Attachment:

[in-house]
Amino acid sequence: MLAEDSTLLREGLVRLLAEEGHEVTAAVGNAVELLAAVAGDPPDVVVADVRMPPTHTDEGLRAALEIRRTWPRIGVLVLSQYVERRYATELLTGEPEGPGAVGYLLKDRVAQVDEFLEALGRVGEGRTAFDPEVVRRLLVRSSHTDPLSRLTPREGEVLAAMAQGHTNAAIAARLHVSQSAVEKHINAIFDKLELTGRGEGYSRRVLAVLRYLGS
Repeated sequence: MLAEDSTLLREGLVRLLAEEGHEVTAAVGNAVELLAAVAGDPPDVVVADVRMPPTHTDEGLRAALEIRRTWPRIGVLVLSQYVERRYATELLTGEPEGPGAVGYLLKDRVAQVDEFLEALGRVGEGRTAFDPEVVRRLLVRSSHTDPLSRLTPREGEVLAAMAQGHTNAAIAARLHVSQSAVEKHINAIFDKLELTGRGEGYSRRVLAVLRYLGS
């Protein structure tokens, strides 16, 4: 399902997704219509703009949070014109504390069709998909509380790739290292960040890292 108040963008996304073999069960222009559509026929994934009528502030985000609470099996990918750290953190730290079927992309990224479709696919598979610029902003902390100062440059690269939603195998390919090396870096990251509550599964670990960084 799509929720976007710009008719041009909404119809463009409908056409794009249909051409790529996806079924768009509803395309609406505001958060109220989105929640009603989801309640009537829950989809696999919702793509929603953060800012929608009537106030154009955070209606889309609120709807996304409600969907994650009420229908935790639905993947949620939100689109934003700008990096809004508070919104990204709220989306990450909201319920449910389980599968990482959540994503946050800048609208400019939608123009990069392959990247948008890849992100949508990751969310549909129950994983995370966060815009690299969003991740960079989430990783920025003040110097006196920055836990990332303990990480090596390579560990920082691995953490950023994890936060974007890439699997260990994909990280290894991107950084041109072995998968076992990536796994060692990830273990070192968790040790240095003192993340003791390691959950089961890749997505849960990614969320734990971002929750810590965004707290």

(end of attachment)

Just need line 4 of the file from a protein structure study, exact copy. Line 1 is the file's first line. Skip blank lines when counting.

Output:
């Protein structure tokens, strides 16, 4: 399902997704219509703009949070014109504390069709998909509380790739290292960040890292 108040963008996304073999069960222009559509026929994934009528502030985000609470099996990918750290953190730290079927992309990224479709696919598979610029902003902390100062440059690269939603195998390919090396870096990251509550599964670990960084 799509929720976007710009008719041009909404119809463009409908056409794009249909051409790529996806079924768009509803395309609406505001958060109220989105929640009603989801309640009537829950989809696999919702793509929603953060800012929608009537106030154009955070209606889309609120709807996304409600969907994650009420229908935790639905993947949620939100689109934003700008990096809004508070919104990204709220989306990450909201319920449910389980599968990482959540994503946050800048609208400019939608123009990069392959990247948008890849992100949508990751969310549909129950994983995370966060815009690299969003991740960079989430990783920025003040110097006196920055836990990332303990990480090596390579560990920082691995953490950023994890936060974007890439699997260990994909990280290894991107950084041109072995998968076992990536796994060692990830273990070192968790040790240095003192993340003791390691959950089961890749997505849960990614969320734990971002929750810590965004707290």